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      Review of catalytic systems and thermodynamics for the Guerbet condensation reaction and challenges for biomass valorization

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          Abstract

          This review deals with homogeneous and heterogeneous catalytic processes for the Guerbet condensation, as well as discusses biomass sources, thermodynamics and technological considerations.

          Abstract

          The Guerbet condensation reaction is an alcohol coupling reaction that has been known for more than a century. Because of the increasing availability of bio-based alcohol feedstock, this reaction is of growing importance and interest in terms of value chains of renewable chemical and biofuel production. Due to the specific branching pattern of the alcohol products, the Guerbet reaction has many interesting applications. In comparison to their linear isomers, branched-chain Guerbet alcohols have extremely low melting points and excellent fluidity. This review provides thermodynamic insights and unravels the various mechanistic steps involved. A comprehensive overview of the homogeneous, heterogeneous and combined homogeneous and heterogeneous catalytic systems described in published reports and patents is also given. Technological considerations, challenges and perspectives for the Guerbet chemistry are discussed.

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          Most cited references 136

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          Synthesis of transportation fuels from biomass: chemistry, catalysts, and engineering.

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            Non-fermentative pathways for synthesis of branched-chain higher alcohols as biofuels.

            Global energy and environmental problems have stimulated increased efforts towards synthesizing biofuels from renewable resources. Compared to the traditional biofuel, ethanol, higher alcohols offer advantages as gasoline substitutes because of their higher energy density and lower hygroscopicity. In addition, branched-chain alcohols have higher octane numbers compared with their straight-chain counterparts. However, these alcohols cannot be synthesized economically using native organisms. Here we present a metabolic engineering approach using Escherichia coli to produce higher alcohols including isobutanol, 1-butanol, 2-methyl-1-butanol, 3-methyl-1-butanol and 2-phenylethanol from glucose, a renewable carbon source. This strategy uses the host's highly active amino acid biosynthetic pathway and diverts its 2-keto acid intermediates for alcohol synthesis. In particular, we have achieved high-yield, high-specificity production of isobutanol from glucose. The strategy enables the exploration of biofuels beyond those naturally accumulated to high quantities in microbial fermentation.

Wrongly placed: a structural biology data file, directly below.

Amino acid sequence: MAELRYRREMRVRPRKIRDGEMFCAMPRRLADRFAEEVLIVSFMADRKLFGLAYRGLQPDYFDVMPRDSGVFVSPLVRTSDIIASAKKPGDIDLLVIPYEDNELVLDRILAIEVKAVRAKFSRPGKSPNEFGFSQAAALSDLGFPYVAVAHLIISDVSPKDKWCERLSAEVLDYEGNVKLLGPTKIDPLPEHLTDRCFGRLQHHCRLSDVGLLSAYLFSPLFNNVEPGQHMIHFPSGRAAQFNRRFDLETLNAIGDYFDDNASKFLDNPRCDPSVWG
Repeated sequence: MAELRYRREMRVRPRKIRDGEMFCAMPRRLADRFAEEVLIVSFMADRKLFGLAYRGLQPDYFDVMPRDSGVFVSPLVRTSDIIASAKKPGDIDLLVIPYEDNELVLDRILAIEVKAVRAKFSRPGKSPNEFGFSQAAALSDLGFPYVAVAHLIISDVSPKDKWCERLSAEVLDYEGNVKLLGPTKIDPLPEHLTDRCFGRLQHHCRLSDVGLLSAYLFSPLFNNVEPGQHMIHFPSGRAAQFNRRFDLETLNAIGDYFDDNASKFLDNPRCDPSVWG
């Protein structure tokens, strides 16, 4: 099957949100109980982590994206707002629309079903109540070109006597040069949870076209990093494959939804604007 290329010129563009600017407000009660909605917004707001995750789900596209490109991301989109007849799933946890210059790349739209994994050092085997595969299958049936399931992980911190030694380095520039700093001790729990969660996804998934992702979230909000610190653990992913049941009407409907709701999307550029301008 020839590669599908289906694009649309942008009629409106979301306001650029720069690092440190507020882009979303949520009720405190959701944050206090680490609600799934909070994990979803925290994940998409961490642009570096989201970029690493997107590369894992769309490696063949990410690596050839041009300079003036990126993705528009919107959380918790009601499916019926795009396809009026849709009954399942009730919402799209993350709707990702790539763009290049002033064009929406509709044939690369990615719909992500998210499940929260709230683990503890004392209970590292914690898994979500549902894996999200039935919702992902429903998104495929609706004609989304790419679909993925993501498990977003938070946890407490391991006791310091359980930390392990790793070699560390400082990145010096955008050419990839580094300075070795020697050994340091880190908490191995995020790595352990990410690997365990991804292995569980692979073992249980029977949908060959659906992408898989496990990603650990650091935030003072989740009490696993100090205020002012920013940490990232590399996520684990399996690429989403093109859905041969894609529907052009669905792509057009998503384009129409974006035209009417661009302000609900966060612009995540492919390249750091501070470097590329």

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              Microbial production of fatty-acid-derived fuels and chemicals from plant biomass.

              Increasing energy costs and environmental concerns have emphasized the need to produce sustainable renewable fuels and chemicals. Major efforts to this end are focused on the microbial production of high-energy fuels by cost-effective 'consolidated bioprocesses'. Fatty acids are composed of long alkyl chains and represent nature's 'petroleum', being a primary metabolite used by cells for both chemical and energy storage functions. These energy-rich molecules are today isolated from plant and animal oils for a diverse set of products ranging from fuels to oleochemicals. A more scalable, controllable and economic route to this important class of chemicals would be through the microbial conversion of renewable feedstocks, such as biomass-derived carbohydrates. Here we demonstrate the engineering of Escherichia coli to produce structurally tailored fatty esters (biodiesel), fatty alcohols, and waxes directly from simple sugars. Furthermore, we show engineering of the biodiesel-producing cells to express hemicellulases, a step towards producing these compounds directly from hemicellulose, a major component of plant-derived biomass.
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                Author and article information

                Journal
                CSTAGD
                Catalysis Science & Technology
                Catal. Sci. Technol.
                Royal Society of Chemistry (RSC)
                2044-4753
                2044-4761
                2015
                2015
                : 5
                : 8
                : 3876-3902
                Article
                10.1039/C5CY00359H
                © 2015
                Product
                Self URI (article page): http://xlink.rsc.org/?DOI=C5CY00359H

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